Students will identify types of drugs, the short and long-term effects, and identify strategies for maintaining a drug-free lifestyle.
Intended Learning Outcomes
- Analyze the role of drugs in our society.
- Identify the types of drugs in our society and discuss the safe use of medicines.
- Recognize behavior characteristics on the use/misuse continuum.
- Identify the short- and long-term effects of various drugs.
- Develop strategies for maintaining a drug-free lifestyle.
Lesson at a Glance
- Discuss the drug use/misuse/ abuse continuum.
- Students prepare and give group reports on specific drug topics.
- Complete the "My Plan for Staying Drug-Free" activity.
- Discuss tips for being drug-free and complete "Tips for Being Drug-Free" worksheet.
Introduction (Setting Focus)
Teachers note: The main focus of substance abuse prevention should be the gateway drugs: alcohol, tobacco, and marijuana. This lesson is used to cover basic terminology and give students an overview of the safe use of medicines and the harmful effects of some of the commonly abused drugs.
Give students the "Drugs in Our Society" handout and briefly discuss common knowledge of how drugs are used in society.
- Discuss the different types of drugs used in our society: medicines (OTC and prescription drugs), natural and herbal remedies, age-restricted drugs (alcohol and tobacco), and illicit (illegal) drugs.
- Discuss ways to reduce the risk of harm from medicines and herbal remedies by using them properly.
- Discuss the benefits of abstaining from age-restricted and illegal drugs and thereby eliminating the risk of harm.
- Reinforce that a person can protect his/her health and wellness by using medicines properly and by avoiding illegal drug use.
- Using the "Drugs in Our Society" handout, discuss where all drugs fit on the use/misuse/abuse continuum below. Give examples that explain each stage on the continuum, and illustrate how a person moves toward greater risk to his or her health and negative impact on society by moving toward the harmful side of the continuum.
(proper medical use)
|reading and following the directions
|taking too many
|disposing of old medications
|taking someone else's
|taking only when needed
|not following the directions
- Discuss how all drugs can be dangerous in different ways.
- Divide the class into small groups and have each group research a drug-related topic. Provide students with a variety of resources to prepare their presentations, and use the "Possible Topics" handout for ideas.
- Each group prepares and presents a three- to five-minute presentation.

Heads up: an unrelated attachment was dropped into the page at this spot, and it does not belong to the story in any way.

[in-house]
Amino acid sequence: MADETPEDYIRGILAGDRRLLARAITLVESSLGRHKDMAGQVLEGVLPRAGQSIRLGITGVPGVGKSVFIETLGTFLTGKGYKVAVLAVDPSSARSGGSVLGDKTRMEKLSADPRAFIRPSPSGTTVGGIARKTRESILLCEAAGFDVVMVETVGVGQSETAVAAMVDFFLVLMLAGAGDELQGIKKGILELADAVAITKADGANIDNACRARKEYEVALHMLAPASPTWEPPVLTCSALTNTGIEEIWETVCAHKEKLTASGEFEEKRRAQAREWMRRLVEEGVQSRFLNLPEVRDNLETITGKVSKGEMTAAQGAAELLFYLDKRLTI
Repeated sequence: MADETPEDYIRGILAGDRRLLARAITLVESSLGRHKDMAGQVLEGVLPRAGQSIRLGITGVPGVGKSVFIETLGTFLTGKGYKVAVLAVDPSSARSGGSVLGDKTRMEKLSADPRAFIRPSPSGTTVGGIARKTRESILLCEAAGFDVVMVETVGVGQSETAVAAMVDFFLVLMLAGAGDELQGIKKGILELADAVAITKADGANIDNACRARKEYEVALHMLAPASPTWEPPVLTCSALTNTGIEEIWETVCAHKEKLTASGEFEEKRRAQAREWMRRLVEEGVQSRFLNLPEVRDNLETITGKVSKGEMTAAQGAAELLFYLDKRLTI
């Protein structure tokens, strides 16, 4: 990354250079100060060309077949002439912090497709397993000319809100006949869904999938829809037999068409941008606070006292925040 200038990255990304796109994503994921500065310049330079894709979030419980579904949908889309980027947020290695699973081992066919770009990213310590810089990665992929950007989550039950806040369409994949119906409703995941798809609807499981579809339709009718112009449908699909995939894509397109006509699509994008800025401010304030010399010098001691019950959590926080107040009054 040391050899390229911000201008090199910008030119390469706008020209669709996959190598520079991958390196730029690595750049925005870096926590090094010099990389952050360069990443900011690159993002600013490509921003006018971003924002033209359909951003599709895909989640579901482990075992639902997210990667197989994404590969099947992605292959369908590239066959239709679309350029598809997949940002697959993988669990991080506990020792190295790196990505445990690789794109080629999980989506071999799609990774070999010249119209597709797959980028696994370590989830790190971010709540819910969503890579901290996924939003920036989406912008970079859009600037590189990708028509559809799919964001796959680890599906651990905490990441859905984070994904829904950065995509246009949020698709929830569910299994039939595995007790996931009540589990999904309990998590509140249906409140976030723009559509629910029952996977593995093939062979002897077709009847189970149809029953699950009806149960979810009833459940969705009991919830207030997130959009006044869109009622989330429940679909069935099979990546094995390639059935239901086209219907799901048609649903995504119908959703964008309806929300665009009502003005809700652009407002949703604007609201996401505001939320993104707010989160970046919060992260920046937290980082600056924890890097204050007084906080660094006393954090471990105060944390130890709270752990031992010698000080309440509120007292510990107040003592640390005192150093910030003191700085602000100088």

- Students use the "Drugs in Our Society" worksheet for note taking.
- Complete the "My Plan for Staying Drug-Free" activity:
- One or two volunteers complete a simple obstacle course (around tables or chairs, under a table, hop on one foot). The course represents individuals' movement through life and working toward goals.
- Several students will represent the problems of substance abuse that have been discussed in the reports. Each student represents one problem. One of the first volunteers joins together with the "problem" students and the group stands close together. Wrap a rope or string loosely around the group so they can move but are bound together. This group represents an individual with drug dependencies or addictions who becomes "bound to the consequences of his or her choice," or, in other words, the consequences become part of his or her life.
- The group of bound students moves through the obstacle course.
- Discuss the activity using the following prompts:
- How was the first time navigating the course different from the second time?
- What specific examples of drug dependency can make navigating life's challenges more difficult?
- How does misuse of drugs keep us from fulfilling our life's potential?
- What ideas and behaviors will keep individuals away from drug misuse and abuse?
Closure (Wrap-Up and Extension)
- Discuss ways in which students can have a drug-free lifestyle that promotes mental, physical, emotional and social health. Possible points of discussion:
- Be prepared and practice what you will do in a situation in which drugs are offered to you.
- If you are offered drugs, let your friends know that you aren't interested.
- Hang around people who don't use drugs. (Remember, the majority of young people don't use drugs.)
- Find positive ways to feel good about yourself and to help combat stress.
- Stay away from situations where you think there may be drugs.
- Think about what could happen if you give in to the pressure and use drugs.
- Look at drugs as a non-choice and think of all the advantages of staying drug-free.
- Enjoy life; get involved in positive activities, clubs and groups.
- If you find yourself in a situation where drugs are being used, leave.
- Set and work toward goals that will bring you success and happiness now and in the future.
- Care about yourself and the importance of keeping your mind, body, and spirit strong and healthy.
- Provide students with a "Tips for Being Drug-Free" worksheet and have them list tips that will help them stay drug-free.